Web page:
In the Home
POISON-PROOF YOUR HOME
PREVENT CARBON MONOXIDE POISONING
During the cold weather, it is more important than ever to prevent carbon monoxide poisoning.
At the onset of cold weather, we begin operating appliances and equipment that can generate carbon monoxide gas. This includes ALL fuel-burning equipment and appliances – especially if they malfunction or are improperly ventilated. Every year, this results in hundreds of deaths and many thousands of illnesses.
Among the numerous potential sources of carbon monoxide are furnaces, water heaters, stoves, ovens, kerosene space heaters, wood and gas fireplaces, wood-burning stoves, portable generators, and automobile engines.
Carbon monoxide gas is deadly, even though it is colorless, odorless, and tasteless. It may kill quickly or slowly, and there are no warning signs specific to carbon monoxide. Even when it is not fatal, carbon monoxide can cause permanent damage to the brain and other parts of the nervous system. It affects people of all ages, but Infants and children are even more susceptible than adults.
Carbon monoxide poisoning is lethal and it takes people by surprise. Three things are important to prevent fatal carbon monoxide poisoning: prevention; detection; and rapid, appropriate treatment.
Take simple steps to prevent carbon monoxide poisoning.
- Have your furnace inspected and adjusted before every heating season.
- Have your chimney, fireplace, and wood stoves, and flues inspected before every heating season.
- Have chimneys and flues repaired as needed.
- Ventilate the room every time you use a kerosene space heater.
- Do not use charcoal grills indoors for cooking or heating.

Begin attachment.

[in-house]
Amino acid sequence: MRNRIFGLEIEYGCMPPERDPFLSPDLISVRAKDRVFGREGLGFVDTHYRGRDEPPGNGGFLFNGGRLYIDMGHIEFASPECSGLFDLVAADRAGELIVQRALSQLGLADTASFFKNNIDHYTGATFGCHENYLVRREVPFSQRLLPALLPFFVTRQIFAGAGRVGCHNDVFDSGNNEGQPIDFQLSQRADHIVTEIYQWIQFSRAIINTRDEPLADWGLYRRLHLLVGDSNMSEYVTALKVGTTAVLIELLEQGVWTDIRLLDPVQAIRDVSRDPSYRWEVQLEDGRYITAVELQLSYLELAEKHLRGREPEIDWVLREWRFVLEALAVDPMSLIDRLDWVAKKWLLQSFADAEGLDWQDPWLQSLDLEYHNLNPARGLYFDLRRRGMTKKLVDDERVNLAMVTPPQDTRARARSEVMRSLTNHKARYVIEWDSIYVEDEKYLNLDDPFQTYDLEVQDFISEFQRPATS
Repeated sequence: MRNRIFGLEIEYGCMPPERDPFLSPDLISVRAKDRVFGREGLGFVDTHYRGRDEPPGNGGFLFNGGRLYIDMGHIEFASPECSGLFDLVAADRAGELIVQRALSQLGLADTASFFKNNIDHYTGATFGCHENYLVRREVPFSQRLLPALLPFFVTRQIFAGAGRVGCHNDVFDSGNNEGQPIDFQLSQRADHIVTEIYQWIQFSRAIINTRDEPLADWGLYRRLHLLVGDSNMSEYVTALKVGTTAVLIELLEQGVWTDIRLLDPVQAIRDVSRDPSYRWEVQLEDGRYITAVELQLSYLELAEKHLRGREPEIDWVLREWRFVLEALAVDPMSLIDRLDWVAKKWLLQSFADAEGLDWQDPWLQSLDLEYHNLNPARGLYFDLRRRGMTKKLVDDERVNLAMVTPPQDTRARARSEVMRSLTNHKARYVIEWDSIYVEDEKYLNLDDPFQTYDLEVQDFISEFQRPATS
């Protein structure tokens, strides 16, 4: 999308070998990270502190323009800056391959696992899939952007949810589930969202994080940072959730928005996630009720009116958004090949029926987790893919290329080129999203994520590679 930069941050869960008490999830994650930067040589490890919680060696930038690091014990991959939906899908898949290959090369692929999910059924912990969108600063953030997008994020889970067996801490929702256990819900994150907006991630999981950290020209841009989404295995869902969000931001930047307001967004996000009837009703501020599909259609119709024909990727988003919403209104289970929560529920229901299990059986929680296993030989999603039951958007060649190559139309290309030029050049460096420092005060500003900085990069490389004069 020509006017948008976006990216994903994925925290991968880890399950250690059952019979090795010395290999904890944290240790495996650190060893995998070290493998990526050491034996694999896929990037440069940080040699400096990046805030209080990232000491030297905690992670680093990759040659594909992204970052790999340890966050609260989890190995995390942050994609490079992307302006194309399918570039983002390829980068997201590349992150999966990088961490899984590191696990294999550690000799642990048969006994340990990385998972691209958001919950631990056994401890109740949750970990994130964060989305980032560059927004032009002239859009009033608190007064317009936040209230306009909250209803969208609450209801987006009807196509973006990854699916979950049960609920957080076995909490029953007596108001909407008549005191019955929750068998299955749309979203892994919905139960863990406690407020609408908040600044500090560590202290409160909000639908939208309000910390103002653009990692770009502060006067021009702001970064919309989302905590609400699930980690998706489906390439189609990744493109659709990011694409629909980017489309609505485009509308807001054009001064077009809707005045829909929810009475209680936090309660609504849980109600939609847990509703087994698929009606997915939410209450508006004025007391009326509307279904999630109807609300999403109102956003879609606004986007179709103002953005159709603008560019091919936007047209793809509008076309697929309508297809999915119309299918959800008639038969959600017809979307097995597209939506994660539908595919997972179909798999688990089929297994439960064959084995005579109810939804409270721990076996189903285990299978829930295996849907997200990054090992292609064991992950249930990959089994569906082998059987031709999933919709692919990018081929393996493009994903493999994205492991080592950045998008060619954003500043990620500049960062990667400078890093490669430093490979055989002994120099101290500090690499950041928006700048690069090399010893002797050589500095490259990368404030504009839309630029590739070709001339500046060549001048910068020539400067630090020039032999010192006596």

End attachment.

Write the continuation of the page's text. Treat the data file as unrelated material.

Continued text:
- Do not use your oven for heating your home.
- Do not leave your car’s engine running in an enclosed or attached garage.
Take a simple step to detect carbon monoxide: install a carbon monoxide alarm outside of every sleeping area in your home. Should the alarm sound, open the windows, be sure that everyone leaves the area, and call the appropriate number in your area to determine the cause. Be sure that you do determine and eliminate the cause.
Minimize the risks of carbon monoxide exposure, should it occur, with rapid, appropriate treatment. Health care providers and the public must have a high index of suspicion for carbon monoxide poisoning. Symptoms include aches, dizziness, headache, confusion, and other symptoms also found with flu and typical cold-weather viruses.
Consider carbon monoxide poisoning when these symptoms occur in the winter, in enclosed spaces, and in multiple people at the same time. Local poison centers around the country will provide 24-hour assistance. They can help determine if carbon monoxide poisoning is a possibility, refer callers for appropriate medical attention, and work with health care providers as they assess and treat victims.
The American Association of Poison Control Centers supports carbon monoxide alarms in residential dwellings and in or near sleeping quarters in places of public accommodation. Poison centers around the country are prepared to respond with information and treatment advice about carbon monoxide poisoning.
To reach your local poison center, anywhere in the country, call 1-800-222-1222.
The nurses, pharmacists, and physicians in your poison center urge you to prevent carbon monoxide poisoning and to be aware of carbon monoxide leaks. Call your local poison center if you think carbon monoxide poisoning may have affected you or someone you know.